Jamie Johnson
United States
1968
Jamie Johnson is a Los Angeles photographer specializing in children and alternative processes. Winner of the Julia Margaret Cameron Portfolio Award and Spider Black and White Photography Award. Her work has been published in many photography magazines and is exhibiting in galleries worldwide. Jamie's work is in the permanent collection of the Hammer Museum in Los Angeles and Archaelogy Museum in Alabama and currently has a show at the Norton Museum of Fine Art in Palm Beach Florida. As a mother and fine art photographer whose bread and butter comes from photography, my passion for faces of the next generation has been a life long focus. I travel the world capturing images children and childhood around the globe. From Laos to Cuba, from the Amazon to India, I have found a universality in the world of children. I have always been particularly interested in observing how girls are raised, examining the morals, values, and education of the next generation of young women. My work has been exhibited Internationally in galleries and museums from New York thru London and Paris, and has been published in dozens of magazines. My Journey with the Irish Travellers I have spent my entire career photographing children all over the world. The last five years I have focused my eyes on the Irish Traveller that live in caravans on the side of the road or in open fields throughout Ireland. The Traveller community are an Irish nomadic indigenous ethnic minority. There is no recorded date as to when Travellers first came to Ireland. This is lost to history but Travellers have been recorded to exist in Ireland as far back as history is recorded. Even with their great history they live as outsiders to society and face unbelievable racism growing up. As a mother of two daughters I became so interested in the culture and traditions and lives of these children. The experience I had photographing the grit and beauty, that is the everyday life of a Traveller child, is one that inspires me everyday. Their deep respect for family and cultural values is refreshing, one that can be quite difficult to find in an age with the convince of social media. Not always immediately accepting of an outsider holding a large camera, I took my time getting to know and understand these faces that represent the new generation. My ever growing fascination with the children of today has lead my all over the world, capturing their innocence or in some cases loss of, in its most raw form. Unlike most children they are unable to refer to a history book to learn about their ancestors, a part of this journey was being able to document an era that is so different to any other I have shot. It is one that is and will always be rapidly changing, everytime I visit it is a whole different world yet with the relationships I have been lucky enough to make, it seems to feel like I never left. I am exponentially grateful the young people documented and that I have come in contact with over my years of visiting are able to call me their friend and I can happily say the same. It is with an honest heart I hope to show that these beautiful children who have great hopes and goals and work everyday to reach their dreams no matter how hard they have to fight racisms and stereotypes placed on them for centuries. A child is an innocent, happy, precious part of the world that should be loved and accepted and encouraged no matter where or how they live. More about The Irish Travellers Pre-order her new book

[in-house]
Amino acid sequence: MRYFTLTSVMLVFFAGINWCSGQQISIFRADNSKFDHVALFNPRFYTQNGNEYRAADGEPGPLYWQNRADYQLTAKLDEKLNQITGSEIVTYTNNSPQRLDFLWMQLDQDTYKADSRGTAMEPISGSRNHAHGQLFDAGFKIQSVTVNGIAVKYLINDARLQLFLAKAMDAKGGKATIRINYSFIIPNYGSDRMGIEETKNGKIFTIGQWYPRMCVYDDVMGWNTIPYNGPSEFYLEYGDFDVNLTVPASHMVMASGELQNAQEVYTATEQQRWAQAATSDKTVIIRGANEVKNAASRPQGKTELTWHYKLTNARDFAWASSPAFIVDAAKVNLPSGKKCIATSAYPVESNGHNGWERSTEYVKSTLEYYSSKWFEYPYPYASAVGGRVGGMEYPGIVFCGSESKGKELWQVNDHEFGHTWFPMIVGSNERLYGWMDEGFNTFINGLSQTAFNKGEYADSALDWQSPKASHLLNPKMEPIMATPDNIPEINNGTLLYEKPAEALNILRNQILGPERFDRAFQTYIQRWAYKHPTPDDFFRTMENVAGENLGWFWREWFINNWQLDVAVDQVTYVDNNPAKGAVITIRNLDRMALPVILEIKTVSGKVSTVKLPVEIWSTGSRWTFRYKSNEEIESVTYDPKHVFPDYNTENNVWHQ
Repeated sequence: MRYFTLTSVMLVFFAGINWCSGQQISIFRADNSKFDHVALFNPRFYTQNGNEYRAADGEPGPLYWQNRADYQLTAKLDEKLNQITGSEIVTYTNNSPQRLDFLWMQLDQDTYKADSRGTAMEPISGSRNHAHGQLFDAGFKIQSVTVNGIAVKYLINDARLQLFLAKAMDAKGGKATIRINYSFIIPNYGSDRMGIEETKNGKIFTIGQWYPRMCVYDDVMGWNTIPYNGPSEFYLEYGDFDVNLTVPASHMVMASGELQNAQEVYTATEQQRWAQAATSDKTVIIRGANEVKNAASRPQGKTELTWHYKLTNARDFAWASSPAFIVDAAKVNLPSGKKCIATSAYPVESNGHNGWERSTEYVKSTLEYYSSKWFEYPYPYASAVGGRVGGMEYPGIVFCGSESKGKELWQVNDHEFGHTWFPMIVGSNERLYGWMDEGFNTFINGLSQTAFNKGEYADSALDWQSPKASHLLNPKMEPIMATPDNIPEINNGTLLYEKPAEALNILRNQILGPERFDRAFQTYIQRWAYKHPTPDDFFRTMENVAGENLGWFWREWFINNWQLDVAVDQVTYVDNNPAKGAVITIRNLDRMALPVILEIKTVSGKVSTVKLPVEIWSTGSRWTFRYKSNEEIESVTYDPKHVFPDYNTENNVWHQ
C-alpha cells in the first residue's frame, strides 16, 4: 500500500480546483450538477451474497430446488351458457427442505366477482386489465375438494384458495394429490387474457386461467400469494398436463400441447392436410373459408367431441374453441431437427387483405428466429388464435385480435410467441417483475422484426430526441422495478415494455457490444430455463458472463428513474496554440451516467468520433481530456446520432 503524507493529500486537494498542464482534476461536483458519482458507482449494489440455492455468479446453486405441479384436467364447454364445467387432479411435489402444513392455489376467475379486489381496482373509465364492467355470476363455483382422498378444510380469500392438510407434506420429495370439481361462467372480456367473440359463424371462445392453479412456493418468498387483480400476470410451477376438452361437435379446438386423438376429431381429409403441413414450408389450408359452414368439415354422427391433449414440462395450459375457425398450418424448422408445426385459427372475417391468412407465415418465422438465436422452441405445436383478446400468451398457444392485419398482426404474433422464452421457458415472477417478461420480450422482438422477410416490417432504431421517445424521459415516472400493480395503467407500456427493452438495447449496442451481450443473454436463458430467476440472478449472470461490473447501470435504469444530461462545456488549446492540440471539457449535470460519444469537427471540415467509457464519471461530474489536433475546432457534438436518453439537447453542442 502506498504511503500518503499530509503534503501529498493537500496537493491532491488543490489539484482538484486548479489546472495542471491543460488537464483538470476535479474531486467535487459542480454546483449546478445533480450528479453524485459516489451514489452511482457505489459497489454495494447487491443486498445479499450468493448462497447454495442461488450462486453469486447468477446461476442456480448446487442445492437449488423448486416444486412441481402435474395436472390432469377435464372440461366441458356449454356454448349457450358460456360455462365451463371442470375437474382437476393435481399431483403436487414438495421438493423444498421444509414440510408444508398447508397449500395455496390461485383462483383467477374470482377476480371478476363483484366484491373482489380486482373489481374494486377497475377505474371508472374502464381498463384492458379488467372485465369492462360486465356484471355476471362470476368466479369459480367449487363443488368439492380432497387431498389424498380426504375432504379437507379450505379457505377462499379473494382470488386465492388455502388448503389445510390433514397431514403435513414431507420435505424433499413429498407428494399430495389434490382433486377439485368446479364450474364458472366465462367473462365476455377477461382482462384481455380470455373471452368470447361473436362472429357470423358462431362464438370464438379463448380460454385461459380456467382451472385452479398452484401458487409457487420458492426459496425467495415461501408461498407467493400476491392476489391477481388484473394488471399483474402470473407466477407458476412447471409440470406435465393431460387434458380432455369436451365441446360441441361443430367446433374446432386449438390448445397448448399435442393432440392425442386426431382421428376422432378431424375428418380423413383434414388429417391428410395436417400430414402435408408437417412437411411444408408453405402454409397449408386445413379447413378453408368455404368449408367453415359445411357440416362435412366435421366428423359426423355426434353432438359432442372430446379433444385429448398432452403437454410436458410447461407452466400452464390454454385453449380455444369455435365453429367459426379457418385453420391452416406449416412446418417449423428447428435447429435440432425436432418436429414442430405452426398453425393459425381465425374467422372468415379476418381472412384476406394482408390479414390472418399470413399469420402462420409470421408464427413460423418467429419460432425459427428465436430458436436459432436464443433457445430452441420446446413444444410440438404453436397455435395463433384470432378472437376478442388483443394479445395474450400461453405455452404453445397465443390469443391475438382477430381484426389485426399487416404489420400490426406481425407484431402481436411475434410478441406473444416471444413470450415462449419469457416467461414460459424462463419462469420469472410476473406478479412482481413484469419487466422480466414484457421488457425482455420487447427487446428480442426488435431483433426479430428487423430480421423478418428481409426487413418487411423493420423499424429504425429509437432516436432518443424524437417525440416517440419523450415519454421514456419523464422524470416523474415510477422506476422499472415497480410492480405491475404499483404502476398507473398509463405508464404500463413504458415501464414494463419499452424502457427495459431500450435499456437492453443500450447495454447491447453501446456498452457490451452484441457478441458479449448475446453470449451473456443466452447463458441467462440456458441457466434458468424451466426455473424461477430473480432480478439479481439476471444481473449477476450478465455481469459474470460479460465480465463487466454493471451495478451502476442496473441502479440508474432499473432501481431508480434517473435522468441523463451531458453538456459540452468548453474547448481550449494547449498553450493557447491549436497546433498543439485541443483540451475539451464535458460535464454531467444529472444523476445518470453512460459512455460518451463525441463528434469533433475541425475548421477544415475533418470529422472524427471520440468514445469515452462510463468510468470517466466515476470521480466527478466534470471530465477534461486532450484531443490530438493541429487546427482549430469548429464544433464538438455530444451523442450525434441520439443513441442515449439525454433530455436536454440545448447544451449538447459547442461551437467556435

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My new book STAR STRUCK focuses on the people and places of Hollywood Boulevard. Soon after I moved to Los Angeles in the '70s, I started shooting there. I was working at Capital Records, just a block and a half away, as a one of four art directors. At lunchtime, we would go out to eat at the Brown Derby, Musso, and Franks, or some other local restaurant, and I got to observe all the activity that was occurring on Hollywood Boulevard. It was amazing and it was fun, even though the location was ''on the turn''.